anonymous
  • anonymous
Integrate by parts \[\int\limits_{}^{} \arccos(x)dx = (\arccos(x)x^{2}/2) - \int\limits_{}^{} x^{2}/\sqrt{1-x^{2}} dx\] I don't know what do do now :l
Mathematics
  • Stacey Warren - Expert brainly.com
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SOLVED
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schrodinger
  • schrodinger
I got my questions answered at brainly.com in under 10 minutes. Go to brainly.com now for free help!
anonymous
  • anonymous
crud dx should be in the neumorator fyi for the last integral
anonymous
  • anonymous
Don't forget 1. It should be xInvCos - ... You can multiply by 1, so you use integration by parts with InvCos and 1
anonymous
  • anonymous
oh yeah it should be positive but I still dont see what I can do next :l

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experimentX
  • experimentX
suppose x = sin u => dx = cos u du
anonymous
  • anonymous
You can multiply anything by 1 and get the same number, so you are using 1 which integrates to x. \[x \cos^{-1} x - \int\limits_{?}^{?}(derivative of InvCos)*(x)\]
anonymous
  • anonymous
brian it should be multiplied by x^(2)/2, if you recal the integration by parts intergral of f(x)g'(x) = f(x)g(x) - integral of f'(x)g(x)
anonymous
  • anonymous
experiment what logically tells you that it should be x = sin(x)
anonymous
  • anonymous
The equation is \[\int\limits_{?}^{?}u dv = u*v - \int\limits_{?}^{?} v du\]
anonymous
  • anonymous
https://www.youtube.com/watch?v=ouYZiIh8Ctc
anonymous
  • anonymous
I know how to apply integration by parts it isn't the issue
anonymous
  • anonymous
He gives the same equation. You have to treat dv as 1 and InvCos as u. Int 1= x so... xInvCos - Int of (Derivative of InvCos * x) The derivative of InvCos = \[-1/ \sqrt{1-u^{2}}\]
anonymous
  • anonymous
yes I Know
anonymous
  • anonymous
and g'(x) = x, G(x) = x^(2)/2
anonymous
  • anonymous
ugh
anonymous
  • anonymous
It should be positive above on the right and x, not x^2 on top.
anonymous
  • anonymous
sorry you are wrong brianshot3. watch the youtube video, I messed up the negative sign on the integral I get that though
anonymous
  • anonymous
\[\int\limits_{?}^{?}\cos^{-1} xdx= x \cos^{-1} x + \int\limits_{?}^{?}x/\sqrt{1-x ^{2}}\]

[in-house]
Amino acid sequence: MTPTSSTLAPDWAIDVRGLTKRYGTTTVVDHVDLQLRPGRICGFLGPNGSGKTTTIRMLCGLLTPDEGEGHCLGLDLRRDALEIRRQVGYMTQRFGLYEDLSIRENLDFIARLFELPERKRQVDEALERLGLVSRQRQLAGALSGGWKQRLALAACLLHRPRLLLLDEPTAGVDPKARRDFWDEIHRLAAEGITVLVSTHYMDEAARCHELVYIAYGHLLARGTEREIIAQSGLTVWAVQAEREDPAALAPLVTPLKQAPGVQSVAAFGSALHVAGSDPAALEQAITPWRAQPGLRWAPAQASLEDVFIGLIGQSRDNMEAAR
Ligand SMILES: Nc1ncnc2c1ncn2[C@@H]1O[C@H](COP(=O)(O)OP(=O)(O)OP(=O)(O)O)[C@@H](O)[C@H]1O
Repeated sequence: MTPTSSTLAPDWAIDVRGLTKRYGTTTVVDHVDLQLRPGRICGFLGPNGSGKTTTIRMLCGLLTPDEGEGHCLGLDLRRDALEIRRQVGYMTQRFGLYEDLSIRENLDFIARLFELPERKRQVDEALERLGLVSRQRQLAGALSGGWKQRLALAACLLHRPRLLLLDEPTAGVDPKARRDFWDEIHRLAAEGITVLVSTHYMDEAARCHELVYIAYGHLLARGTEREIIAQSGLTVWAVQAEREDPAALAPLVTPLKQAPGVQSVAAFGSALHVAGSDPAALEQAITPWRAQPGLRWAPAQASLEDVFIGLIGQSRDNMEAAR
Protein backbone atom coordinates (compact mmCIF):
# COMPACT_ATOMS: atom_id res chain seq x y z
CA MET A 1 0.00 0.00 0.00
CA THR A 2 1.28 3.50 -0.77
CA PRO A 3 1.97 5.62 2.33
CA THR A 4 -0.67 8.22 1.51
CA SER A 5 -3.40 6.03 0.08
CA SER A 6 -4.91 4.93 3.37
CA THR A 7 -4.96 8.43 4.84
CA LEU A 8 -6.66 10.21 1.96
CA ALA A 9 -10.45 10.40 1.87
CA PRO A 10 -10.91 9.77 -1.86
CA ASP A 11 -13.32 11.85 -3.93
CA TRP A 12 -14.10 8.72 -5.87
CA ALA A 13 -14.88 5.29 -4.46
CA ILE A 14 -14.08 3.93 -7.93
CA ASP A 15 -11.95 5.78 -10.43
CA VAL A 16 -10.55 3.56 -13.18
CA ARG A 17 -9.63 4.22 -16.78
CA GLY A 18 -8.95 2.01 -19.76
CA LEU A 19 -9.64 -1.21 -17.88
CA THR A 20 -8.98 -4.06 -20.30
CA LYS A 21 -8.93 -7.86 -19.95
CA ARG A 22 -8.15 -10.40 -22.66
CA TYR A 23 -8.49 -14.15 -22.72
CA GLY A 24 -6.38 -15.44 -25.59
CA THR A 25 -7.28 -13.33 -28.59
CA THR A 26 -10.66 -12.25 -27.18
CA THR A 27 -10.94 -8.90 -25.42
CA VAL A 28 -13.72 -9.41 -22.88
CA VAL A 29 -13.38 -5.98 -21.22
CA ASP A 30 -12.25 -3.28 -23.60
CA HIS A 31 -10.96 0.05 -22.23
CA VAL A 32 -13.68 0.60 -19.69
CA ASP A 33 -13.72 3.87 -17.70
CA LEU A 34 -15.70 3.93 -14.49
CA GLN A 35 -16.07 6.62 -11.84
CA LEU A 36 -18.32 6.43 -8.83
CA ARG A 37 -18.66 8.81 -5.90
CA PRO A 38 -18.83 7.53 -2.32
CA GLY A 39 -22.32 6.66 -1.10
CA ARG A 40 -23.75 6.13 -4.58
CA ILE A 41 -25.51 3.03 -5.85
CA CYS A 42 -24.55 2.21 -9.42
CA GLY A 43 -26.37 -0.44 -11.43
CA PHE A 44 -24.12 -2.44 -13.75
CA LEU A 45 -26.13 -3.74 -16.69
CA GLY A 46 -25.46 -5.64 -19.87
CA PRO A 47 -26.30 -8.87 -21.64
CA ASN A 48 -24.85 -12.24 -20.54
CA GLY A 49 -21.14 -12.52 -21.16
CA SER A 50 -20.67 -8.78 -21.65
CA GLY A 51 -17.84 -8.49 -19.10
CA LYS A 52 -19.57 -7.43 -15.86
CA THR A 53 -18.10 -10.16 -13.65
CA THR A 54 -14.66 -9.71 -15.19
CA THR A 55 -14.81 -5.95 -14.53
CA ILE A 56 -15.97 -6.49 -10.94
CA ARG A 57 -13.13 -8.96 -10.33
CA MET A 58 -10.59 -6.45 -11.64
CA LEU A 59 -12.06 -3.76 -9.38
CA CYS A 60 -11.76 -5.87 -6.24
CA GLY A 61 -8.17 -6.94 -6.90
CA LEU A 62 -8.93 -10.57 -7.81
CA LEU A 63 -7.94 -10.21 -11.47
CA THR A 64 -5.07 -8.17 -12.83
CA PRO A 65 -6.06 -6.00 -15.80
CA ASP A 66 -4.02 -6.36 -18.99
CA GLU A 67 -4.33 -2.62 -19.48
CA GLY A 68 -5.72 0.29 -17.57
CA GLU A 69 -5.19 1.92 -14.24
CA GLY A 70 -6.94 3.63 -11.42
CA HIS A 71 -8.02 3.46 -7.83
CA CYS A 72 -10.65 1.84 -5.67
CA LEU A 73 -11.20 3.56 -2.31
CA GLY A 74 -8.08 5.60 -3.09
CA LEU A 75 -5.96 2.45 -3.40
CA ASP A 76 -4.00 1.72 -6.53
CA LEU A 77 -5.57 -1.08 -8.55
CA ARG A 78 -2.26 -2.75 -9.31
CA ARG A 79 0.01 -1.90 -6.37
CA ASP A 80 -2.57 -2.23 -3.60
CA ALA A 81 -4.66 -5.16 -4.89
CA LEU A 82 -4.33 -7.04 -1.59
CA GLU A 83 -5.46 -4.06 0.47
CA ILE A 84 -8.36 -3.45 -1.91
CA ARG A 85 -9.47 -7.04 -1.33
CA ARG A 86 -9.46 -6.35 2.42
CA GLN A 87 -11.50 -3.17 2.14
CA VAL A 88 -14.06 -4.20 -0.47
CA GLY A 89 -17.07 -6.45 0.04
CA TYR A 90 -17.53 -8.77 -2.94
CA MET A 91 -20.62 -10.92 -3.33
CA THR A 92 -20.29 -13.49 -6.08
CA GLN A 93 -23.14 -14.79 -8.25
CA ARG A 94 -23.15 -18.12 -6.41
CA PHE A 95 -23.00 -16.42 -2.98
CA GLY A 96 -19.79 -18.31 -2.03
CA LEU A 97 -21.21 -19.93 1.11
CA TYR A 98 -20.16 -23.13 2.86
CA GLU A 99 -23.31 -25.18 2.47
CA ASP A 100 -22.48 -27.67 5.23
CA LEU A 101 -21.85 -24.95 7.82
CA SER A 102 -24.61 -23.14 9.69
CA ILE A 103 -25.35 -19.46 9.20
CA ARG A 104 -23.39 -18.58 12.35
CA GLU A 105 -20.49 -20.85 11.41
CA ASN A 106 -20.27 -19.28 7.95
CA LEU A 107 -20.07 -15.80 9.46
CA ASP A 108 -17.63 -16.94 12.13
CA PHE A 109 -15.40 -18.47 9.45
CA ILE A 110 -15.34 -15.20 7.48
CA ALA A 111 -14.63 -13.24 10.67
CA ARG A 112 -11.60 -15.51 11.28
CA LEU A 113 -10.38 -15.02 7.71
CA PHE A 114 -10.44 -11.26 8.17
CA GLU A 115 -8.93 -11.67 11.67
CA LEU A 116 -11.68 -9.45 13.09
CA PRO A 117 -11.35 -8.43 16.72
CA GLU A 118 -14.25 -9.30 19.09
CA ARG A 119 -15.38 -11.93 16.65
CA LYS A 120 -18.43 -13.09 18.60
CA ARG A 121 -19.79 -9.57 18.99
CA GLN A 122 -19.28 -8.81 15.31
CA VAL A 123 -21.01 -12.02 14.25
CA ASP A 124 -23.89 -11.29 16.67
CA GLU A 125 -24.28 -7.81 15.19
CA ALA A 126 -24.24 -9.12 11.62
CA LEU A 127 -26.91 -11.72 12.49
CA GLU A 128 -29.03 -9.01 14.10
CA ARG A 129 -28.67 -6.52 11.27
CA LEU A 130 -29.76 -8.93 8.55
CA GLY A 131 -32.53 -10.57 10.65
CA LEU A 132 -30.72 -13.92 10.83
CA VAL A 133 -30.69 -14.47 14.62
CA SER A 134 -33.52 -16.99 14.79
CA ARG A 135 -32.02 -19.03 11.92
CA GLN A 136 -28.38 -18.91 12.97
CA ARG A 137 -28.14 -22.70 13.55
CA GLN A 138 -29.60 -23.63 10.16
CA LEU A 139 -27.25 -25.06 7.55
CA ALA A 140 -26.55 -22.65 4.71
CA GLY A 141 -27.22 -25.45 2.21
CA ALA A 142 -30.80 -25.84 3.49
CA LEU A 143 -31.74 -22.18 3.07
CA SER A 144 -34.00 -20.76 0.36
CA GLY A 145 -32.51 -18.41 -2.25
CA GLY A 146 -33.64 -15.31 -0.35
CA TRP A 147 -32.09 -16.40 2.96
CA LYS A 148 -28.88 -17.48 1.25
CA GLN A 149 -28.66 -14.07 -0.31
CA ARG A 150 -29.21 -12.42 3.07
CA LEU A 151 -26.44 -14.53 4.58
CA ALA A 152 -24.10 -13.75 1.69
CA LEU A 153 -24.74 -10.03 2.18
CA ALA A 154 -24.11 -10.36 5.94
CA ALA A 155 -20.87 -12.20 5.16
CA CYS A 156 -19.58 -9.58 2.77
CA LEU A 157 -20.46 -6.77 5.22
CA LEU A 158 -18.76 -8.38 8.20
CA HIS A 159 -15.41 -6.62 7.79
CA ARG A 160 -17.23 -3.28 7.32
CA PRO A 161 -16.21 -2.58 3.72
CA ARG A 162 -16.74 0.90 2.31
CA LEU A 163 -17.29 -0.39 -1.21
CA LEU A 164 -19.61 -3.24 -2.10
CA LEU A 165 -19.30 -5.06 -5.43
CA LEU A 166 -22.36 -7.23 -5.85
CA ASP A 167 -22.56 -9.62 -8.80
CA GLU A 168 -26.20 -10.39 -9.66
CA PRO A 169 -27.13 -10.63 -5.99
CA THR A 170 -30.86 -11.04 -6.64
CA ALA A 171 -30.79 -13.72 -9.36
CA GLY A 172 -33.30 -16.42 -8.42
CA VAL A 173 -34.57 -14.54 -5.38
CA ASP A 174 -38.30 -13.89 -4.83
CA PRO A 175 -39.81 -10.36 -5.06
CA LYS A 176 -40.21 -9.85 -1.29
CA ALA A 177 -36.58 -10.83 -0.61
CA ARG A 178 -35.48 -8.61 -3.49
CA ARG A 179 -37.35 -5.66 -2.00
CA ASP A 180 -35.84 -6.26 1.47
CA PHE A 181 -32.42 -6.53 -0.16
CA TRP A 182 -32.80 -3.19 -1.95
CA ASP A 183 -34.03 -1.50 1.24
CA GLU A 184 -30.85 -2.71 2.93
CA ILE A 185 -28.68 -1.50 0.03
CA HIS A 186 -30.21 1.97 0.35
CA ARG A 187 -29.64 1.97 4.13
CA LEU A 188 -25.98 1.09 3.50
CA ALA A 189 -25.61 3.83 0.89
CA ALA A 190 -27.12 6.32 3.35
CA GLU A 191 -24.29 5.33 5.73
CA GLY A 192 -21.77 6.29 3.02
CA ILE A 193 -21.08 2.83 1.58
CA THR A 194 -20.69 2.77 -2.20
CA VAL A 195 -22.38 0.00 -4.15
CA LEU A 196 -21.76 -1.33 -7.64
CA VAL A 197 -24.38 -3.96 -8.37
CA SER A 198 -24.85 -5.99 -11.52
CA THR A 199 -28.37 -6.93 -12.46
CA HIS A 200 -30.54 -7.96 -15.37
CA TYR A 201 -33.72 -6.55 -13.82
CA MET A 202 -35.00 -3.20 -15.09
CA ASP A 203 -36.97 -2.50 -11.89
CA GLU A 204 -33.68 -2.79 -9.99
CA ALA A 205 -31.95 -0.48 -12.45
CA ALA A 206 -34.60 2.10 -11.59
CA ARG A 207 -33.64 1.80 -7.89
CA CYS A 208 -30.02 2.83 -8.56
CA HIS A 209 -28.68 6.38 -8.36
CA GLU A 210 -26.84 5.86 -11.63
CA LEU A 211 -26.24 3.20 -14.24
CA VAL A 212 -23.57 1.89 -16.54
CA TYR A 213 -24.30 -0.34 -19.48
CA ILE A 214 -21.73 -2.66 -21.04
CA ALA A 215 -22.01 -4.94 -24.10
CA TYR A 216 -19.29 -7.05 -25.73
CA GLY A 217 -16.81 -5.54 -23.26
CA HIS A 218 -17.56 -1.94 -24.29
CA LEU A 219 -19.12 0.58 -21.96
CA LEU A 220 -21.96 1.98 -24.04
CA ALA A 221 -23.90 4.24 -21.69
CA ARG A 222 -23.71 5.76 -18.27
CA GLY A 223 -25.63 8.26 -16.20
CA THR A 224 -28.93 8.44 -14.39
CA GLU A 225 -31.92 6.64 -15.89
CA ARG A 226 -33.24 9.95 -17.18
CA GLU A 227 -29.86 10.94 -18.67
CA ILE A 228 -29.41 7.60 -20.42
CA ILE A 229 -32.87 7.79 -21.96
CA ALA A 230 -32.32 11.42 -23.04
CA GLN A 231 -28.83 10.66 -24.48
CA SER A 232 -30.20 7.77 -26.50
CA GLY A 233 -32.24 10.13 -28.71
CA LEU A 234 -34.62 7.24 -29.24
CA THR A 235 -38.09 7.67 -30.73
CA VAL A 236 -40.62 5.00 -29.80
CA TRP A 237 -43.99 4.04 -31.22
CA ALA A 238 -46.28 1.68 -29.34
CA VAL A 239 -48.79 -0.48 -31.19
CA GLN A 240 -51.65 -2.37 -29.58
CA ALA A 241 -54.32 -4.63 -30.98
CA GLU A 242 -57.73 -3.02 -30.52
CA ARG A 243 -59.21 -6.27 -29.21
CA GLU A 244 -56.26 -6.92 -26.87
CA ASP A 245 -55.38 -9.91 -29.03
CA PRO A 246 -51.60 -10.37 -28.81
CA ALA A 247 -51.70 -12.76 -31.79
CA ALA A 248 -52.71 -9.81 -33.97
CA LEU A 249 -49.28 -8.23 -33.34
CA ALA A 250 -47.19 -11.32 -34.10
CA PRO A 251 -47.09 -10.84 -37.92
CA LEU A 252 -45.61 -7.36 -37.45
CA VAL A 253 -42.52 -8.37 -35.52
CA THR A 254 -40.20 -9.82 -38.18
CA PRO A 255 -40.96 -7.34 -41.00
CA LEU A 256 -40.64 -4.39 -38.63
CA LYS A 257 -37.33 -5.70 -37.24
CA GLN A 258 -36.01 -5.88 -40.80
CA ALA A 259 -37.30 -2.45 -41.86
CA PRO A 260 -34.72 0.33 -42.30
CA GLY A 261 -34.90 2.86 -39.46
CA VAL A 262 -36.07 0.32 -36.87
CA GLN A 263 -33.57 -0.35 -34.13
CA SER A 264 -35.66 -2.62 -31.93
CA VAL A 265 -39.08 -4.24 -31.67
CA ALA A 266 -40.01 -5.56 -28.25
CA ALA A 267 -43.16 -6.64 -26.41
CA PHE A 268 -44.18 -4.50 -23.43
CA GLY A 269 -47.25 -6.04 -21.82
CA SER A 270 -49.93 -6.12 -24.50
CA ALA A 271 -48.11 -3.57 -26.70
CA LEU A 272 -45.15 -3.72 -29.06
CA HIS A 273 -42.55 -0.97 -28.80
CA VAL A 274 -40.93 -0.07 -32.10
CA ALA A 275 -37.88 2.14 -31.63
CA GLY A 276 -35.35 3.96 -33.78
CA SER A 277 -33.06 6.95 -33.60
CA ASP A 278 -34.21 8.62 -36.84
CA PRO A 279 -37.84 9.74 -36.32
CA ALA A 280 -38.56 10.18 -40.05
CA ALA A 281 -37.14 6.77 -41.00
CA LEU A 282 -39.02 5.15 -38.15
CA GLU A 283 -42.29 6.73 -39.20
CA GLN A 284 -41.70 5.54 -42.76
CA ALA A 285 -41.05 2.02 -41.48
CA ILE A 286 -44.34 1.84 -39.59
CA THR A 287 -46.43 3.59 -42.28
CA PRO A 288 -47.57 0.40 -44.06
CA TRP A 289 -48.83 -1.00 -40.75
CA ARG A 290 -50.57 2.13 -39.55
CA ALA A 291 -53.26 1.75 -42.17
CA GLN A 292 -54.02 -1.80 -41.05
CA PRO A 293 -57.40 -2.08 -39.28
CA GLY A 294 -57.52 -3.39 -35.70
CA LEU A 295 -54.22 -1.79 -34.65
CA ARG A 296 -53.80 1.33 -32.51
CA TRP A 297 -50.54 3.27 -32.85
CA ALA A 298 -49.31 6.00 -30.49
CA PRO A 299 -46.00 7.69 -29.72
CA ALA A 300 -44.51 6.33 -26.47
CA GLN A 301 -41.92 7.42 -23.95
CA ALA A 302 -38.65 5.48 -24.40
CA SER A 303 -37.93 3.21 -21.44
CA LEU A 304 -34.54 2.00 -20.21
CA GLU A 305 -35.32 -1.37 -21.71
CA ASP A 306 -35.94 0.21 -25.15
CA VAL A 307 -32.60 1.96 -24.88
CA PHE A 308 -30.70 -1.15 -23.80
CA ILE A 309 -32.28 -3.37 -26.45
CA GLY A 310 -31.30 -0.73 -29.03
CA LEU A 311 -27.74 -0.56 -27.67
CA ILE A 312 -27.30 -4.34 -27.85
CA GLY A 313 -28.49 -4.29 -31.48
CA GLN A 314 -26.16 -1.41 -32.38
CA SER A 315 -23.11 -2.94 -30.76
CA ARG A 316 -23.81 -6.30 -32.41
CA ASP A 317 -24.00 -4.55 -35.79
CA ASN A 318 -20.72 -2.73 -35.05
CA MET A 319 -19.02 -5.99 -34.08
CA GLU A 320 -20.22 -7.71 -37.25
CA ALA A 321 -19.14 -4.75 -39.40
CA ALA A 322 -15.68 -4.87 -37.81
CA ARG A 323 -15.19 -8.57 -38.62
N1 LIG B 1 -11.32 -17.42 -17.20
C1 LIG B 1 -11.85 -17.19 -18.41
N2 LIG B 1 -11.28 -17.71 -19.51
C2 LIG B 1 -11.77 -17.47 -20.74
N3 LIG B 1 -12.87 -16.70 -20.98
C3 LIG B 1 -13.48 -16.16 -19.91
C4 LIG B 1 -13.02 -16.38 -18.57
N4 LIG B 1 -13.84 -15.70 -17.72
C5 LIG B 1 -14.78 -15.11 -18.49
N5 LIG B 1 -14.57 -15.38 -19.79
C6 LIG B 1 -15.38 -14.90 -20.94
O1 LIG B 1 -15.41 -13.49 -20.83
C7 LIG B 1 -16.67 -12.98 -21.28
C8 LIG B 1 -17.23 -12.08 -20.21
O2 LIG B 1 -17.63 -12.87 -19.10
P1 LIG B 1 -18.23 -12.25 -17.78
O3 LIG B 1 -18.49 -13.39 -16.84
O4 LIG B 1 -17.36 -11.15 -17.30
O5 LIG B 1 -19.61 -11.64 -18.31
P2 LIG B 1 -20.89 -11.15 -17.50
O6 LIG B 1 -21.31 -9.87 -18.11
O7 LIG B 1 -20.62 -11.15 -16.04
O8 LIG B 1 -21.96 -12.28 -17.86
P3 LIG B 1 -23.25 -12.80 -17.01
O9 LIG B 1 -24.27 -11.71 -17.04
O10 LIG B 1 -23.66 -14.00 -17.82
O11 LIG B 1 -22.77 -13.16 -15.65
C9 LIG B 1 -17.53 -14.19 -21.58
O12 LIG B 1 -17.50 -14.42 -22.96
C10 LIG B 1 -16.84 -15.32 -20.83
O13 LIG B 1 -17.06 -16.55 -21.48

anonymous
  • anonymous
no just no you have to take the antiderivtive of x watch the youtube video
anonymous
  • anonymous
learn how to integrate by parts then try to help me
anonymous
  • anonymous
You can't take the antiderivative of x because x isn't in the equation to start with. You only have InvCosx. I know how to do this, I'm in multivariable calculus.
anonymous
  • anonymous
oh ok sorry Now I understand
anonymous
  • anonymous
Sorry for being rude it was uncalled for just frustrated and stressed out :(
anonymous
  • anonymous
It's fine
anonymous
  • anonymous
oh with x/(1-x)^(1/2) I can simply sub u into the equation and use the identity dx/(a^(2)-x^(2)) = arcsin(x/a), a>0
anonymous
  • anonymous
thanks for showing me that it helps me so much :)
anonymous
  • anonymous
So, u = x du = dx integral of dx/(1+u^(2)) = arcsin(x) + c
anonymous
  • anonymous
The \[\int\limits_{?}^{?}du/\sqrt{1-u ^{2}} = ArcSin + C\] It looks like you mixed up the equations for the Inv functions. The one you have is ArcTan + C
anonymous
  • anonymous
how did I mess up the inv functions? arcsin(x) integral of derivative https://www.wolframalpha.com/input/?i=integrate+1%2F%281^%282%29+-+x^%282%29%29^%281%2F2%29 derivative https://www.wolframalpha.com/input/?i=d%2Fdx+arccos%28x%29 arctan(x) integral of derivative https://www.wolframalpha.com/input/?i=integrate+1%2F%28x^%282%29+%2B+1%29 derivative https://www.wolframalpha.com/input/?i=d%2Fdx+arctan%28x%29 The rules I apply seem fine, but if I'm missing something please point it out :)
anonymous
  • anonymous
You wrote dx/(1+u^(2)) = arcsin(x) + c. That doesn't match up with the functions you just gave. No Sqrt and it should be 1- u^2
anonymous
  • anonymous
so the answer isn't arccos(x)x + arcsin(x) + c what am I doing wrong?

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